GOAT Sporter Air Rifle Coach: Col. Sean Mulcahy

Col. Mulcahy emphasizes to high school athletes that maintaining high performance is best for achieving your goals in the shooting sports.

posted on July 12, 2023
Mulcahy Linew 1
Since 2008, Col. Mulcahy has coached the Nation Ford High School MCJROTC team.

Sporter Air Rifle Coach, Col. Sean Mulcahy, led the Nation Ford High School MCJROTC rifle team to an extraordinary championship record with a unique philosophy: he doesn’t focus on winning. Between the time he formed the team in 2008 and his retirement in June, Mulcahy’s teams earned 64 national championship titles and claimed 26 national record certificates. His coaching success came, he said, because he was more concerned with fostering character than creating winners.

“I don’t focus strongly on winning. The joy of winning is fleeting,” Mulcahy said. “I focus on performance and personal goals. I don’t judge them on whether they came in first place or won a medal. I ask them, ‘Did you do your best?’ ‘Did you refuse to give up?’ If the answer is yes, then they have met my expectations. If you do your best, you can celebrate your success.”

CMP Sporter Air Rifle Championships
Nation Ford High School MCJROTC, coached by Col. Mulcahy, finished first in both the 2023 Junior Olympics and CMP Sporter Air Rifle Championships this past June.


Mulcahy’s philosophy doesn’t mean he is soft on his cadets. On the contrary, he places high demands on them. Accountability is an underlying principle to his coaching style, and he insists his cadets meet standards of conduct that will breed lifelong success. Students who arrive late for practice or express sloppy commit to the team are called out.

“I instill basic life skills in them to make them successful in life. When you come in here, the golden rule is respect yourself and others,” he said. “I hold them accountable. If I don’t, I’m letting them down.”

Part of that discipline is a heavy practice schedule. Mulcahy offers ten practice sessions every week, and his athletes must commit to five. Mandatory double practices begin two weeks prior to every national championship match. That means athletes are on the range for two hours before and two hours after school for two weeks. The discipline leads to strong character and a lot of championship titles.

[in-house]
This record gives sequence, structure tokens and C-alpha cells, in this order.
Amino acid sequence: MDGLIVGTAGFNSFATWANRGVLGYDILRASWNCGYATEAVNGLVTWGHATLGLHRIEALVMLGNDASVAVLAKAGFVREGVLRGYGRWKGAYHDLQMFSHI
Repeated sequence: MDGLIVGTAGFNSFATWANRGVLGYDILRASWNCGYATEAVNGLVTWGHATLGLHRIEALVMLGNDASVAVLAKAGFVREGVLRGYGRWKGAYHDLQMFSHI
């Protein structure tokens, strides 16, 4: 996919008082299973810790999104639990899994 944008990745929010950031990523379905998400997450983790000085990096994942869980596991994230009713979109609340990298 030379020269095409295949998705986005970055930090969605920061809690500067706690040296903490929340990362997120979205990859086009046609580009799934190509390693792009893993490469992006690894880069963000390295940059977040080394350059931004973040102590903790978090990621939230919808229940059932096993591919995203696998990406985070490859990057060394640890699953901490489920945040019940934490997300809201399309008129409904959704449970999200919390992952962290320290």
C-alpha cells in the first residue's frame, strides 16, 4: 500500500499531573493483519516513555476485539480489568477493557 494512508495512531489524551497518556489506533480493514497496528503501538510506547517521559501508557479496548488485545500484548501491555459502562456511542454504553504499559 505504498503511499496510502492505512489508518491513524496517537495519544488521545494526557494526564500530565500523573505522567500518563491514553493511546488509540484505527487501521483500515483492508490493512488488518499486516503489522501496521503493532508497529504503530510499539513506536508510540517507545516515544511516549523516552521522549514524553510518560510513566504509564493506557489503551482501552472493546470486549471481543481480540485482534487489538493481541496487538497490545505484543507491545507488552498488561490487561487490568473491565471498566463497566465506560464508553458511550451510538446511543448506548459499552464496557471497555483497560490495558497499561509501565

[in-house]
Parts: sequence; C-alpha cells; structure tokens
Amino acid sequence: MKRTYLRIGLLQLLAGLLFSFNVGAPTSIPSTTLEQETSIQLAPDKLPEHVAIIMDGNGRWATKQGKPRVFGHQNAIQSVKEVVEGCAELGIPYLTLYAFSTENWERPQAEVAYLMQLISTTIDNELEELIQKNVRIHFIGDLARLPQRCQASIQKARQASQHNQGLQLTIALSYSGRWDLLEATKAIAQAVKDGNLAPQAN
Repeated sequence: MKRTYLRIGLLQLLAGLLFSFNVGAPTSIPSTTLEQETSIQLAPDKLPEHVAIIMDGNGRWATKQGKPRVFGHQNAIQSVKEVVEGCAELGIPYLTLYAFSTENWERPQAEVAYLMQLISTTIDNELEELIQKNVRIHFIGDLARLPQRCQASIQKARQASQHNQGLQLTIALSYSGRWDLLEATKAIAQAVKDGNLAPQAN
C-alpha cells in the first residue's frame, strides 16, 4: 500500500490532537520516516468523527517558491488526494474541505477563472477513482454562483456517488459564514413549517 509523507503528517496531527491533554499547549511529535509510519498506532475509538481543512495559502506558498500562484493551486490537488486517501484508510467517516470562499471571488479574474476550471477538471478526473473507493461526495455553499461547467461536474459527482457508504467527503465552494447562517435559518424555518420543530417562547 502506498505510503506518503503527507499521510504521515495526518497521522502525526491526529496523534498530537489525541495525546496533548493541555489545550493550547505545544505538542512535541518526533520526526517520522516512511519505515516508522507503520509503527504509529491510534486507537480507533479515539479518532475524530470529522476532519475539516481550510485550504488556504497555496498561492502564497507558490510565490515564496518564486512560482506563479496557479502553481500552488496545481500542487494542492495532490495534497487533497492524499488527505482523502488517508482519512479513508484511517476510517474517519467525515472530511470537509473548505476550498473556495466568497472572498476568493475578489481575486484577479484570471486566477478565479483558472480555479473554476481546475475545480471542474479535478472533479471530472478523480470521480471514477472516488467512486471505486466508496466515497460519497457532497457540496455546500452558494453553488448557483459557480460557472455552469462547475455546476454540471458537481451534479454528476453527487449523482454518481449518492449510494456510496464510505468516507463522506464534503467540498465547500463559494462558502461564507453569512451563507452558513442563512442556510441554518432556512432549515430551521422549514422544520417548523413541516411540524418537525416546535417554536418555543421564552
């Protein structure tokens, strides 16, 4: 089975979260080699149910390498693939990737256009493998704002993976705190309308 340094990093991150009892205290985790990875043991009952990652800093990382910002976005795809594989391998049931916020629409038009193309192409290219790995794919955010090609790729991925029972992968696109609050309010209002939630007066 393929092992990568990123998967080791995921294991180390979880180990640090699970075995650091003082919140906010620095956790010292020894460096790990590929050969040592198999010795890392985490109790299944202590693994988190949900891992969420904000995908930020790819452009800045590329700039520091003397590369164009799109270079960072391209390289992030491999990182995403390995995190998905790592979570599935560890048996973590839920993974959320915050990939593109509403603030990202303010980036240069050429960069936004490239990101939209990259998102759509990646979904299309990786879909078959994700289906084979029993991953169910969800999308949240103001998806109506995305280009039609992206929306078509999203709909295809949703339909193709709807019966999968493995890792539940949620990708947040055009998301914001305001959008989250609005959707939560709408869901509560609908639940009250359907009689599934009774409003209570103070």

“We haven’t lost a match in almost five years at every level, and we’ve won championships by 100 points. Nine of my kids now shoot at the NCAA sporter level, which is pretty rare,” Mulcahy said. “Basically, we out-practice and out-prepare every other team. We shoot 12 months a year. What makes a champion is weeks of training.”

Mulcahy’s JROTC rifle team has come a long way since he formed the group at Nation Ford High School in Fort Mill, South Carolina, after retiring from the United States Marine Corps. In the beginning, the team hauled their equipment into classrooms, the cafeteria, or any other school space that was available for practice.

“Every time, we had to set up and take down equipment,” Mulcahy said. “We had to share space with cheerleaders, dance classes and other sports teams, so we could only practice three times a week. We shot corner to corner [and] were literally shoulder to shoulder.”

Then Nation Ford built the team its own JROTC building equipped with a 25-point firing range, and the team converted from pump rifles to Crosman Challenger sporter class rifles. Those changes pivoted the team to success.

“I could control the space, and I began offering practices in the morning and after school. I had a number of kids come to two practices a day, and they became national champions,” Mulcahy said.

Dedicated students who thrived under Mulcahy’s coaching drove the team to success.

“My kids are hardworking, smart kids. I teach them to think for themselves,” he said. “Shooting is so dynamic and multidimensional. You have to analyze every shot, call the shot, look at trends and adjust the shot.”

Mulcahy created an atmosphere at Nation Ford that allowed his athletes to focus more on developing character than winning medals. In the end, they did both.

“I tell my kids that it’s not how you finish but how you perform. Most coaches don’t understand the pressure they put on athletes with their expectations. This sport is measured in degrees of millimeters. The stress and anxiety will mess you up,” Mulcahy said.

He has watched competitors on other teams have meltdowns under the pressure, so Mulcahy strives to create athletes with strong minds.

“We focus on sports psychology and protective thought. I tell my kids to clear their minds and meditate for 20 seconds before every shot,” he said.

Then, when the inevitable bad shots come, Mulcahy’s cadets are prepared.

“Everyone has a bad shot, but what’s your reaction after a bad shot? That’s the difference between success and imploding,” Mulcahy said. “Coaches don’t get it. They hamstring their athletes with all the stress, and it makes it easier on my team.”

Mulcahy ended his career by leading his team to first place in the 2023 3-Position Air Rifle Junior Olympic and CMP National Sporter Championships at Camp Perry, Ohio, on June 23-24. Mulcahy was proud of his team, but he is leaving them with something more enduring that another medal—the skills to be a good person.

“I want them to be happy and successful, and there’s a formula for that,” he said. “My captain is not my best shooter. My MVP is not my best shooter. It’s the one with the servant’s attitude who will do for others. It’s the one who is unselfish, humble and kind.”


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